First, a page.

A seldom-discussed but basic difference between quantitative and qualitative research involves research ethics. Ideally, a quantitative researcher often, but not always, starts without a preunderstanding of her/his subject, an approach that allows pure, inductive, and unbiased research. Conversely, the qualitative researcher accepts preunderstanding as an important part of the process but seldom uses the term “biased.” Indeed, qualitative researchers sometimes use wording like “completely biased” to limit the impact of their preunderstanding [23]. Presenting examples that allow students to question the idea of an equal right to health against the norm of absolute objectivity and neutrality can be a powerful tool in the classroom. Such examples always initiate an interesting discussion, one that reveals the differing research ethics between quantitative and qualitative research.

2.4. Does Pure Inductive Research Lack Theories, or Does It Require a Hypothesis—a “Rule of Thumb”—on How to Proceed?

In transdisciplinary teaching, labeling ideas as models, theories, and/or hypotheses in different disciplines creates confusion and fosters misunderstanding. Some students wonder if theories are limited to old ideas and if new studies merely result in new models, in the sense of works in progress. They ask, “When do we get new theories?”.

In a Kuhnian paradigm [24], the existing “normal science” between revolutionary paradigm changes defines education in different research disciplines. As new theories appear, they are subject to questioning at an advanced level of higher education, which itself remains at the border of an imaginary research front.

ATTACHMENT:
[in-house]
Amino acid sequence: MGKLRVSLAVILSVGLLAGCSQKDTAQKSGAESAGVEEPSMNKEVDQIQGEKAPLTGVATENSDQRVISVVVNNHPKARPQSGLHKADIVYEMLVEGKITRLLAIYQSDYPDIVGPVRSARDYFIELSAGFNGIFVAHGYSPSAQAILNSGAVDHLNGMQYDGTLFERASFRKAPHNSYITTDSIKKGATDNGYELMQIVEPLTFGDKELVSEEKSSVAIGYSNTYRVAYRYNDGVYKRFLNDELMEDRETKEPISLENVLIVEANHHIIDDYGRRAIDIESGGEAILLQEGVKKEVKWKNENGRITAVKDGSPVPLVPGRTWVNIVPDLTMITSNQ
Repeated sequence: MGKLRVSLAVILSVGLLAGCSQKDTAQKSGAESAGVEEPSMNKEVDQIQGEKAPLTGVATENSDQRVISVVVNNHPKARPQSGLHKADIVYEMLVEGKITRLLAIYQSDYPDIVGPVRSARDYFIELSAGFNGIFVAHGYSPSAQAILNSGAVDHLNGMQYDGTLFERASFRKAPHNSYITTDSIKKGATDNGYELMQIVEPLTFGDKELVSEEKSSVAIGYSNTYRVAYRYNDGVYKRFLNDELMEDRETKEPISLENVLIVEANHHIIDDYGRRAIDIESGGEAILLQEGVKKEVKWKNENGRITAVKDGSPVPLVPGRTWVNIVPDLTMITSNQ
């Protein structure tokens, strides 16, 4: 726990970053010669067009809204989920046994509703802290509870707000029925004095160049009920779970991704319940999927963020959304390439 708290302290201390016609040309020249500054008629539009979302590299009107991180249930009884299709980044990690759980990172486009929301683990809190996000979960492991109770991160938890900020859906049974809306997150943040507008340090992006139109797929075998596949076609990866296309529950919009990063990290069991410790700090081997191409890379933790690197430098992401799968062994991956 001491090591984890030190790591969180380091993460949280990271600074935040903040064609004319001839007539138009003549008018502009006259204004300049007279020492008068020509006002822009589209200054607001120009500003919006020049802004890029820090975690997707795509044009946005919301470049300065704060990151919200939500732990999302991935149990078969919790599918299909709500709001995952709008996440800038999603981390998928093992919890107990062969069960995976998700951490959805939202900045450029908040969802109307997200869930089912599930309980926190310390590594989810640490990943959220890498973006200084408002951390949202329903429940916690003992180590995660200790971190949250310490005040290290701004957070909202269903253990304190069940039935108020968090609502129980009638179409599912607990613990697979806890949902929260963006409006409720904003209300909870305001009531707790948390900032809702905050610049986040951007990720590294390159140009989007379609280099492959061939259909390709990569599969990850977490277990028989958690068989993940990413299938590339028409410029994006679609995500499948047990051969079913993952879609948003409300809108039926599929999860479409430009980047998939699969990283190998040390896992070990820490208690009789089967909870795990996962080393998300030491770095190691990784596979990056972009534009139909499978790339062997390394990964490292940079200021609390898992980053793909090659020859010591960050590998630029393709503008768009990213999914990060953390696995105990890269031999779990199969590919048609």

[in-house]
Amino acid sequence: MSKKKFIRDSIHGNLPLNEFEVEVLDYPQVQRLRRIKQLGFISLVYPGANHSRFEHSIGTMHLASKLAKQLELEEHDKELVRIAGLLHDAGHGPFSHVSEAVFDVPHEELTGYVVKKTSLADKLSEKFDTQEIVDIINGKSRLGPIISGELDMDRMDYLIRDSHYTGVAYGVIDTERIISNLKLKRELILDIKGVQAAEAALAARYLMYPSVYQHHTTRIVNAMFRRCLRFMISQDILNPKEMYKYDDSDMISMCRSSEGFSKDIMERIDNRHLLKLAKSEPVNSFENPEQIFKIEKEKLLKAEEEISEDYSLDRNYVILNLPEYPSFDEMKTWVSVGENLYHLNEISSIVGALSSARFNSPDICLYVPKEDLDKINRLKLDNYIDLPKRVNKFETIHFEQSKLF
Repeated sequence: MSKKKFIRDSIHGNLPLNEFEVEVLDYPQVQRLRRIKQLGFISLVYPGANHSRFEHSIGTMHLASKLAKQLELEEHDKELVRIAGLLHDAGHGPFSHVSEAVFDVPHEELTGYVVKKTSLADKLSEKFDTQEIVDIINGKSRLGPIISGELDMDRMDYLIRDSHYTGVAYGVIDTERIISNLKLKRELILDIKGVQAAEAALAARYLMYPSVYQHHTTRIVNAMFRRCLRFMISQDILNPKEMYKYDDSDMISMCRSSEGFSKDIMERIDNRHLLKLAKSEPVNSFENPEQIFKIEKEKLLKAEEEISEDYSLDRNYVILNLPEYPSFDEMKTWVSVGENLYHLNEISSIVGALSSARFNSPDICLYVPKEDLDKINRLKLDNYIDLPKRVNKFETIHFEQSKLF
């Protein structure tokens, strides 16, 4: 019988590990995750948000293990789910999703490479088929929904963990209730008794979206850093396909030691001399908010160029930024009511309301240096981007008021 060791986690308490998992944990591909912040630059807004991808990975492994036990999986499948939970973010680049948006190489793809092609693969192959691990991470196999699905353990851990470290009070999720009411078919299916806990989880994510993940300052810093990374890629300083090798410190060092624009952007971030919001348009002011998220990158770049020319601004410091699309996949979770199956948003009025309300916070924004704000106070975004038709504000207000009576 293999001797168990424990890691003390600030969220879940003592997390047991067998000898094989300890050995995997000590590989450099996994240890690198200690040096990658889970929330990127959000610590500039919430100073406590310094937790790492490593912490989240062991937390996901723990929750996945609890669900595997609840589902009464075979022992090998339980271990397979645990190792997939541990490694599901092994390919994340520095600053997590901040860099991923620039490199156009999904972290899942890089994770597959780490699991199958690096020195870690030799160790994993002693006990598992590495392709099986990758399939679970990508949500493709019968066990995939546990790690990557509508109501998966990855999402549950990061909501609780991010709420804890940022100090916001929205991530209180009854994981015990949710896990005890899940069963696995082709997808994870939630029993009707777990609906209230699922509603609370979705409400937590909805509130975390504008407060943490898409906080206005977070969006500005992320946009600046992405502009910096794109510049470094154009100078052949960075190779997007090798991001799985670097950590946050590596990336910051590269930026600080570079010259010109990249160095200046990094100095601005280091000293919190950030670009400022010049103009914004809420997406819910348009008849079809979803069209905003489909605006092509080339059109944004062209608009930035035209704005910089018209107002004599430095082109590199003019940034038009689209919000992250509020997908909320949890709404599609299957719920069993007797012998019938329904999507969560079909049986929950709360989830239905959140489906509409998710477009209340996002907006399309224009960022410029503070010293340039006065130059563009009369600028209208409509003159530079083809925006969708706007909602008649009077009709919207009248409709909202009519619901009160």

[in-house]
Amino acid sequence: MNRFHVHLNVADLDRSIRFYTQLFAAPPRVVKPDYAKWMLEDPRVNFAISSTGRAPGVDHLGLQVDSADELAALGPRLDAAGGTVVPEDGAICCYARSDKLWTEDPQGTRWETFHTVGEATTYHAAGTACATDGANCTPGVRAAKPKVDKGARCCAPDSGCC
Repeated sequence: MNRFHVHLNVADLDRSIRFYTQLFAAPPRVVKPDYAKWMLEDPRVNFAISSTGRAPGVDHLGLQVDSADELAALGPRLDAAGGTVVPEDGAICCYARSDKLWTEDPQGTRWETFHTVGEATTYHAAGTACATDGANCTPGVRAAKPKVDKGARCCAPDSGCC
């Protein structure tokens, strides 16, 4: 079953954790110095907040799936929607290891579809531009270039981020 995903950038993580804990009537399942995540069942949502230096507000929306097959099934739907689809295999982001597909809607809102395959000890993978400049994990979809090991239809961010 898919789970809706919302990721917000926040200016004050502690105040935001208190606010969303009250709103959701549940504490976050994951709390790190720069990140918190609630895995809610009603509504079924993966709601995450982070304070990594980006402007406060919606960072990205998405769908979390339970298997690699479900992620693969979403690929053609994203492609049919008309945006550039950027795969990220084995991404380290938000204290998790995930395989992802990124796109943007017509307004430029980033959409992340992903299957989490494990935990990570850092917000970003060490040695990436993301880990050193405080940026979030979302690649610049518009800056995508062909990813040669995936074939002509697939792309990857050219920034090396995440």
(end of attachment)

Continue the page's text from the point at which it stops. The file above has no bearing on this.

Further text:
Students vaguely understand what encompasses a theory. Sometimes they argue that practical PH research lacks theory, that it is only explorative and without hypotheses or preunderstanding. Students may need help in distinguishing between theories and hypotheses, where the latter are less defined but still have concrete meaning. On the other hand, Kuhn defined paradigm in more diffuse terms that try to capture the inner content of research activities. According to heuristic principles [25], every research activity needs a general principal to guide the work. While different levels of preunderstanding may not require a known theory, they still need a defined hypothesis or a less visible paradigm—a general “rule of thumb” (i.e., a heuristic principle)—to guide the research.

In humanist research and most social science, the generic position (i.e., research activities always have some preunderstanding) represents the typically biased view of many medical and natural science researchers. This view should be avoided. How, then, should this be taught in a transdisciplinary educational setting? What is right and what is wrong? Most likely, it can be both at the same time. We suggest that students sketch an anticipated research project (quantitative and/or qualitative) without using preunderstanding, heuristic principle, or even a hint of theoretical understanding. If they do that, they will see the problem.

3. Discussion

Researchers and teachers are constantly challenged to identify ways to enhance greater understanding between disciplines. What hurdles do we face? Are the differences we see superficial, masking a larger problem? Global acceptance of transdisciplinary approaches is critical. However, our own global experience in transdisciplinary teaching reveals a surprisingly uneven path. Although a few transdisciplinary educational experiments have been completed with positive effects on broadening knowledge [11, 12, 26, 27], the journey ahead is long.

To help develop future scientists who are familiar with and, most importantly, are able to use the methodological approaches and theoretical frames from different disciplines, we must communicate transdisciplinary thinking and methodologies early in the educational arena. Earlier reports identified several key components of transdisciplinary education [28] and discussed the challenges faced by research teams that include members from different disciplines [29].